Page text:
Ambassador Spotlight | David Anderson

Ambassador Spotlight | David Anderson

Hometown: Woodinville, WA (or where ever our van, Magic, is parked)

Q: What’s your climbing style?

A: Alpine Rock First Ascents, Trad, Sport, Indoor Bouldering, Ice, Mixed, Aid

Q: What is your proudest accomplishment in climbing and outside of climbing?

A: In 2015, my wife Szu-ting Yi and I climbed a new alpine rock route, Secret Moon Cake, on Eagle Peak East (5.10 R, 17,388ft) in Western China. The route took all our combined skills to access and climb the peak in challenging weather conditions. 

Q: What advice would you give to your first-year climbing self?

A: Bouldering is the cornerstone for improvement in all types of climbing

Q: Who do you take advice from and why?

A: My wife, Szu-Ting Yi, no explanation needed 🙂

Q: How has your training for climbing changed in the last year?

A: More finger-board and indoor bouldering sessions

Q: How has climbing affected the people you surround yourself with?

A: Climbing has been my lifelong vocation, personal pursuit and connected me with my life partner. With its mental and physical challenges, climbing quickly reveals who we are as people. You can’t fake climbing. It cuts through the “BS” people sometimes surround themselves with. As a result, climbing has made me appreciate thoughtful, honest, direct, and kind people under any circumstance.

Q: What have you done to give back to the climbing community?

A: I have been an outdoor educator and climbing instructor for 30 years. I have been fortunate to impart my knowledge of climbing movement and technical systems to thousands of new climbers. However, teaching people about protecting the climbing resource/environment and seeing how people gain confidence and pride in themselves through climbing has been the biggest reward.

Q: What have you learned from failure?

A: Failure is a temporary experience in achieving my goals.

Q: Who are the climbers that inspire you the most, and why?

A: Having climbed for over 35 years, there have been many, many climbers that have and continue to inspire me today. In 1999, I was fortunate to hang out with the German climbing legend Kurt Albert in Patagonia. Kurt was the first person to develop a red-point climbing style. He went on to establish hard alpine rock routes in remote ranges worldwide. He was a visionary regarding what the human body could accomplish and had the mental determination to achieve any goal he set.

Q: What is your favorite climbing location, and why?

A: Wind River Range of Wyoming. I lived in Wyoming for 12 years and enjoyed the high-quality granite, solitude, and unlimited new route potential.

Q: Why Butora Climbing?

A: Innovative product design, environmentally friendly materials, wide-width options for my hobbit-like feet, and a company run by great people.

Q: What are your favorite before and after climbing meals?

A: Coffee (it’s a meal, right? 🙂 and dark chocolate. I am currently eating a low-carb, high-protein/fat diet and participating in intermittent fasting. I have been fortunate to be born with a high metabolism, but at 53 years young, maintaining a healthy climbing weight is an important element in my climbing training program.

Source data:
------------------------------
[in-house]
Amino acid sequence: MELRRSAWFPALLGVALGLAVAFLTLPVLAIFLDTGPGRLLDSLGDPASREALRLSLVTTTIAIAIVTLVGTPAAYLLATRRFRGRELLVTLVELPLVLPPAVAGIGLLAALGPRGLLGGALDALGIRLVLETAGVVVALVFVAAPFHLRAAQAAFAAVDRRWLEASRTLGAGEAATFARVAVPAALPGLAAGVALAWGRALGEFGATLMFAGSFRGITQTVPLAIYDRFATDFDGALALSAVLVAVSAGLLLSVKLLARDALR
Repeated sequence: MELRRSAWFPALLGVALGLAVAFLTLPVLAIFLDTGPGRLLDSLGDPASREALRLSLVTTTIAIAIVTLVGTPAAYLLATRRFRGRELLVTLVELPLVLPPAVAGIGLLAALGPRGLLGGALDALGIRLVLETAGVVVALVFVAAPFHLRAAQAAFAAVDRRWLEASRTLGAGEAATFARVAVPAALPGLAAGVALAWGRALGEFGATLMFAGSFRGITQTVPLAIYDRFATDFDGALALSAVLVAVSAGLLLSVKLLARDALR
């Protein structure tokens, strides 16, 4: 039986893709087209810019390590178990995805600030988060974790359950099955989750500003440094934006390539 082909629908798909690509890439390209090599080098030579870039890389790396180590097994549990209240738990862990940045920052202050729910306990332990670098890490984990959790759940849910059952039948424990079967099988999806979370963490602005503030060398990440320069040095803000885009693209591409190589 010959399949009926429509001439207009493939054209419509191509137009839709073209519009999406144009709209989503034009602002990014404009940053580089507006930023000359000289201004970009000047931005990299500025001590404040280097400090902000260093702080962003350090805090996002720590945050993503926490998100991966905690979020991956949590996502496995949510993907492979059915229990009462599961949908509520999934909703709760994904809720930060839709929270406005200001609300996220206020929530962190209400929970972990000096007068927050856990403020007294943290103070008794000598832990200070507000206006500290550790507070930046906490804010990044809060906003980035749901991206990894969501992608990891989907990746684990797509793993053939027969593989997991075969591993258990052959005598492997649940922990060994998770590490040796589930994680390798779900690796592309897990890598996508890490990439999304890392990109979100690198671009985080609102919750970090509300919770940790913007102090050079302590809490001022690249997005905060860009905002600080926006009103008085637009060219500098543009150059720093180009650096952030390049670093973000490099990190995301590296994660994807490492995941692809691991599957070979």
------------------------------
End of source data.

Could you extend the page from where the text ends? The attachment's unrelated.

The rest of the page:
Q: What is your spirit animal?

A: Raccoon

Questions from the Internet

These are questions our visitors have asked.

Two Rock Climber at the Top Of a Boulder

Q: What tips would you give new outdoor climbers about crag etiquette?

A: Climbing/Bouldering gyms can be crowded and noisy, and users rarely have to think about the indoor “environment” as the gym has rules for safety and behavior. Outside climbing can have a much more diverse group of users in terms of skill level, experience, behaviors, and values. While few mean-spirited people are in the world, I believe most folks (especially climbers) are good-hearted. That being said, I think most problems at the crag stem from people not even realizing their behavior bothers other users. If you are a dog person or love to listen to music while you climb, it might not cross your might that some people are very fearful of dogs or are distracted by the music of any kind. The key is anticipating the impact of your actions and openly communicating with the climbers you are sharing the rock with. In addition, mentoring new climbers on the reasons behind LNT is a responsibility that all climbers have in protecting our climbing resources

Q: What tips would you give to someone stuck on their project? How do you stay motivated when you are stuck?

A: there is value in taking a break from your project and trying something else. Early in my climbing career, I spent much time projecting Killer 12. c, a long power endurance climb in Sinks Canyon, WY. I could easily do all the moves but couldn’t link them together. I was convinced I needed more endurance, so I did many unsuccessful burns on the route. Eventually, I took a break and worked another route at the cliff, Addiction. Addiction was also 12. c, but a much shorter, more bouldery route. After spending some red-pointing Addiction, I got back on Killer and sent it the first go. It turns out I needed more power/endurance.

Q: How have you overcome the fear of climbing (fear of falling, failure, etc.)?

A: First, I determine if the fear is because something is physically dangerous. Once I know a fall is safe, it is just a matter of letting go of my personal or other people's expectations and focusing completely on the climb's individual moves, putting weight on the foothold, tensioning my core, committing to the lunge, etc.


Check out our next Ambassador, Elan Jonas McRae

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